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Trump’s secretary of state, Rex Tillerson, just reiterated the “need for global action” on climate change.

Well, this is awkward.

The document, called the Fairbanks Declaration, was signed by Tillerson and representatives for seven other nations in Fairbanks, Alaska this week, during the 10th meeting of the Arctic Council. The Arctic Council is a group of countries that hold land in the Arctic region—like Canada and Russia—and they meet in part because they are concerned about unprecedented changes happening there due to global warming.

As such, the meeting was always going to be awkward for the former ExxonMobil CEO, given that President Donald Trump has called climate change a hoax and has threatened to withdraw the U.S. from the Paris agreement. Trump has not made a final decision on the climate accord, but is apparently still leaning toward withdrawing—which made it all the more surprising that Tillerson signed a declaration recognizing that humans are “the main contributors to climate change effects and pollution” and noting “the need for global action.” State Department officials were reportedly surprised by this as well, according to the Huffington Post.

Despite the declaration, Tillerson made a point to say that the U.S. still may not remain in the Paris agreement—and may not do anything to fight climate change at all. “We are currently reviewing several important policies, including how the Trump administration will approach the issue of climate change,” Tillerson said, according to Bloomberg. “We’re not going to rush to make a decision.” Tillerson also reportedly objected to a previous version of the Fairbanks Declaration because of how strong the wording was on climate change, forcing the council to rework the language.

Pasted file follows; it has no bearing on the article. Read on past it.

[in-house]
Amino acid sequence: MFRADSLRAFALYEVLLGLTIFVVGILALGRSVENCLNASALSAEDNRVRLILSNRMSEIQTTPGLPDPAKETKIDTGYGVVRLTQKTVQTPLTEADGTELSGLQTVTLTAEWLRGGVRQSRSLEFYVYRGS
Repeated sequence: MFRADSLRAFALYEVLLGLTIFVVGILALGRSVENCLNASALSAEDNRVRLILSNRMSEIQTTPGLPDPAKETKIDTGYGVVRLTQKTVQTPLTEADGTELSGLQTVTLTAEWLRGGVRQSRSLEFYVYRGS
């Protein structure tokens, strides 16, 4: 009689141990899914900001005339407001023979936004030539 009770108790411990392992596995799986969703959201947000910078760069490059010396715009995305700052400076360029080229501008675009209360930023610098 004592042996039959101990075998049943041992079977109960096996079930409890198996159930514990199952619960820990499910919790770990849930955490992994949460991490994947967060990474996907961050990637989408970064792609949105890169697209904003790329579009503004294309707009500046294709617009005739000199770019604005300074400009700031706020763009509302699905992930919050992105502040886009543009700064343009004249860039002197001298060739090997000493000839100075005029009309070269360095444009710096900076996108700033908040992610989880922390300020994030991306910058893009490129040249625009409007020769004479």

Still, Tillerson—who reportedly would like Trump to remain in the Paris agreement—recognized that the Arctic “has been facing unprecedented change and challenges.” As the Huffington Post noted, warming in the Arctic is happening faster than anywhere else in the world, “forcing native villagers on coasts and rivers in the region to move to higher ground as permafrost and glaciers melt and seas rise.”